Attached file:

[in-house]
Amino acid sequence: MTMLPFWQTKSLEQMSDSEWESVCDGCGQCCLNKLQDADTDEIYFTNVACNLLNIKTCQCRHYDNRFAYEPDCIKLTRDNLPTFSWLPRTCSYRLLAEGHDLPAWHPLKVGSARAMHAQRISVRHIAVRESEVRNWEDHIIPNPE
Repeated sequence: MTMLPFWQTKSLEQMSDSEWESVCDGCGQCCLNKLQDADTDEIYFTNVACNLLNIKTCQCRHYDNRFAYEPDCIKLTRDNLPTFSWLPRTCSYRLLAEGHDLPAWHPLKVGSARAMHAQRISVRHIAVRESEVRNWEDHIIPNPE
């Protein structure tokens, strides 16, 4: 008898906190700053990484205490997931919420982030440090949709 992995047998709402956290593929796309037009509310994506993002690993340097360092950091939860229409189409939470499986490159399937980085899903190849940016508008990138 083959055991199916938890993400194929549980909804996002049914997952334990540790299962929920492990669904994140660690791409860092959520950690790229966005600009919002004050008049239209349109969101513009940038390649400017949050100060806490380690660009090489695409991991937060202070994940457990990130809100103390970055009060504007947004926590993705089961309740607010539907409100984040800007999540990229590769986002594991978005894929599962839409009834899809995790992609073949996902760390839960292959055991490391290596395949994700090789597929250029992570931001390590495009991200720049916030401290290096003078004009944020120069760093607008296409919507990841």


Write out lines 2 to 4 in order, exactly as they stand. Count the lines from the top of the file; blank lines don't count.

Amino acid sequence: MTMLPFWQTKSLEQMSDSEWESVCDGCGQCCLNKLQDADTDEIYFTNVACNLLNIKTCQCRHYDNRFAYEPDCIKLTRDNLPTFSWLPRTCSYRLLAEGHDLPAWHPLKVGSARAMHAQRISVRHIAVRESEVRNWEDHIIPNPE
Repeated sequence: MTMLPFWQTKSLEQMSDSEWESVCDGCGQCCLNKLQDADTDEIYFTNVACNLLNIKTCQCRHYDNRFAYEPDCIKLTRDNLPTFSWLPRTCSYRLLAEGHDLPAWHPLKVGSARAMHAQRISVRHIAVRESEVRNWEDHIIPNPE
């Protein structure tokens, strides 16, 4: 008898906190700053990484205490997931919420982030440090949709 992995047998709402956290593929796309037009509310994506993002690993340097360092950091939860229409189409939470499986490159399937980085899903190849940016508008990138 083959055991199916938890993400194929549980909804996002049914997952334990540790299962929920492990669904994140660690791409860092959520950690790229966005600009919002004050008049239209349109969101513009940038390649400017949050100060806490380690660009090489695409991991937060202070994940457990990130809100103390970055009060504007947004926590993705089961309740607010539907409100984040800007999540990229590769986002594991978005894929599962839409009834899809995790992609073949996902760390839960292959055991490391290596395949994700090789597929250029992570931001390590495009991200720049916030401290290096003078004009944020120069760093607008296409919507990841």